• Time Decay Attribution: 3% of our respondents use this model, where touchpoints lose value based on how much distance separates them from the purchase.
    • Pros: Every touchpoint is counted and the time decay aspect helps your team focus on the middle and bottom of the funnel content
    • Cons: The first touches will always be ranked lower, making top-of-the-funnel content potentially seem less important than it is
  • U-Shaped/Position-Based Attribution: Also used by 3% of the marketers in our survey, this approach tracks every touchpoint between first touch and lead conversion, giving 40% credit to each and sharing the remaining 20% with any touch points between those two events.
    • Pros: Focuses on two significant events in the buying cycle
    • Cons: Nothing is tracked past the lead conversion making it a suboptimal fit for organizations focused on total lifetime value
  • W-Shaped Attribution: Expanding on the U-Shaped model, this tracks activities between lead conversion and opportunity creation as well. The first touch, lead conversion touch, and opportunity creation touch are given 30% each, and then the rest split the remaining 10%.
    • Pros: Recognizes three main transition periods in the sales funnel
    • Cons: Does not provide full-funnel visibility
  • Full-Path Attribution: This model builds on the W-shape, and adds the closing touch to encompass the entire buyer’s journey.
    • Pros: Provides complete visibility into the sales funnel
    • Cons: Requires close alignment with sales teams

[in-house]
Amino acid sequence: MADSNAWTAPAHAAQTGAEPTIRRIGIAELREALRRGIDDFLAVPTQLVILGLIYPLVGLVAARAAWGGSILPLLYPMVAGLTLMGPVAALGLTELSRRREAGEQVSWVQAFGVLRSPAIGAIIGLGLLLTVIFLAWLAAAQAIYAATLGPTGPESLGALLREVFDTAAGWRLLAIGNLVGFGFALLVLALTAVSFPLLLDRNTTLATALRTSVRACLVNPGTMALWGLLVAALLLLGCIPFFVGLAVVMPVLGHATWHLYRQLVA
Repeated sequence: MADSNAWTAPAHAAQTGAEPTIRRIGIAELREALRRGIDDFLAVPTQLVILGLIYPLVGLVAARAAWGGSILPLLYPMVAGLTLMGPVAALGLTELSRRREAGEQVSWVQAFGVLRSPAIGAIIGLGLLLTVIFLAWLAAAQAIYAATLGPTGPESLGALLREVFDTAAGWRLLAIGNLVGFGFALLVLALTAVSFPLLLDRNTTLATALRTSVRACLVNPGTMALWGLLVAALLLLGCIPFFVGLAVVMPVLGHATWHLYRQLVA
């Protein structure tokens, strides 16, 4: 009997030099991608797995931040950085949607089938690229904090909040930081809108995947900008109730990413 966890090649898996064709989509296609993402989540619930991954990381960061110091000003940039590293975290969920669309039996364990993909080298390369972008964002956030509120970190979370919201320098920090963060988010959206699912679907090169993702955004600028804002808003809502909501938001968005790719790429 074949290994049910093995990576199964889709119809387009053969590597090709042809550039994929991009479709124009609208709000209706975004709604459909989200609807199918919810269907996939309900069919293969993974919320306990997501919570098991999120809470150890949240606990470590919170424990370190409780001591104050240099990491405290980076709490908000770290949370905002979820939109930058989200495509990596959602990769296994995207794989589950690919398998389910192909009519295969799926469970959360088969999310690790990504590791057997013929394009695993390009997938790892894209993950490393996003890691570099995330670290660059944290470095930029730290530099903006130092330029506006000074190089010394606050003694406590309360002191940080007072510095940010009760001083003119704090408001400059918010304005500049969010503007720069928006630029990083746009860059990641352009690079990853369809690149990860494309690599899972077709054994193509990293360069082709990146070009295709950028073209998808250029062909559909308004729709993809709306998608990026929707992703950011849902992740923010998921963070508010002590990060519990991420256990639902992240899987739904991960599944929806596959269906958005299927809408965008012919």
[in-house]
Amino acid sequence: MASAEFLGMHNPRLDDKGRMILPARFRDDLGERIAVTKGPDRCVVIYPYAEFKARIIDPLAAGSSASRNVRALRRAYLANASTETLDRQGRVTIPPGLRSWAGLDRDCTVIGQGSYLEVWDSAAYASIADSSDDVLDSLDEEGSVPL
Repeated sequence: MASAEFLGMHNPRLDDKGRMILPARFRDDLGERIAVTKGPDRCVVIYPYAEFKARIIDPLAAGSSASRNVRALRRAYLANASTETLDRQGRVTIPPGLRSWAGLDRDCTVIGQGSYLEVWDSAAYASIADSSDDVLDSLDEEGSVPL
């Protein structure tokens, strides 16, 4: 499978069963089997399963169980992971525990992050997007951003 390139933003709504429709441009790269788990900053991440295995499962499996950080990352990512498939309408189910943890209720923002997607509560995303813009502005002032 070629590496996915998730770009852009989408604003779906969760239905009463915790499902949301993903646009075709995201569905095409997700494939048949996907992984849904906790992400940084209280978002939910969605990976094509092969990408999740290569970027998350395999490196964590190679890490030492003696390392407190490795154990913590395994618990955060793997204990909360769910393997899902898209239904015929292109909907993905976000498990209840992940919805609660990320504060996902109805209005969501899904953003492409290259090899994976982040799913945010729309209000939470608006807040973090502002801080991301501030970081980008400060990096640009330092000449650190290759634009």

Related Article: State of the Customer Journey: Top Challenges and How to Tackle Them

Finding The Right Multi-Touch Attribution Strategy

There are a few factors to assess when picking which of the above multi-touch attribution strategies is best for your team. First, look at your martech stack to see what capabilities you may have — some CRMs now automate multi-touch attribution tracking.

Next, assess the length of your sales cycle and the number of touchpoints involved. For shorter cycles with fewer touchpoints, some of the more complicated models are not worth the time and resource investment. Longer cycles that span a multitude of touchpoints typically will benefit from a more thorough attribution approach, with linear, weighted multi-touch or time-decay being strong contenders for such cycles.

The final consideration is where your team places the highest priority in the sales cycle and how much alignment you have with your sales teams. U-Shaped, W-Shaped, and Full-Path attribution each focus on different parts of your buying cycle, and your team could consider using them in sequence as stepping stones when implementing your multi-touch attribution approach.

Related Article: Delivering the Right Content at Each Step of Your Buyer's Journey

Whichever approach your team takes, start small with your implementation to address any issues with your set-up early on. Ensure your team can accurately track all your digital and offline touchpoints to take all the data at your disposal into consideration.

From there, it’s a matter of listening to your data and experimenting with different content types at different stages in the funnel to find the optimal combination that meets the needs of your buyers.

As you become more comfortable with your multi-touch approach, pilot a more sophisticated method to see if your team is ready for the next step. Download “The State of the Customer Journey” — an Arm Treasure Data exclusive report — to learn how your peers are using data to drive higher conversion rates, better customer experiences, and increased customer lifetime value (CLV).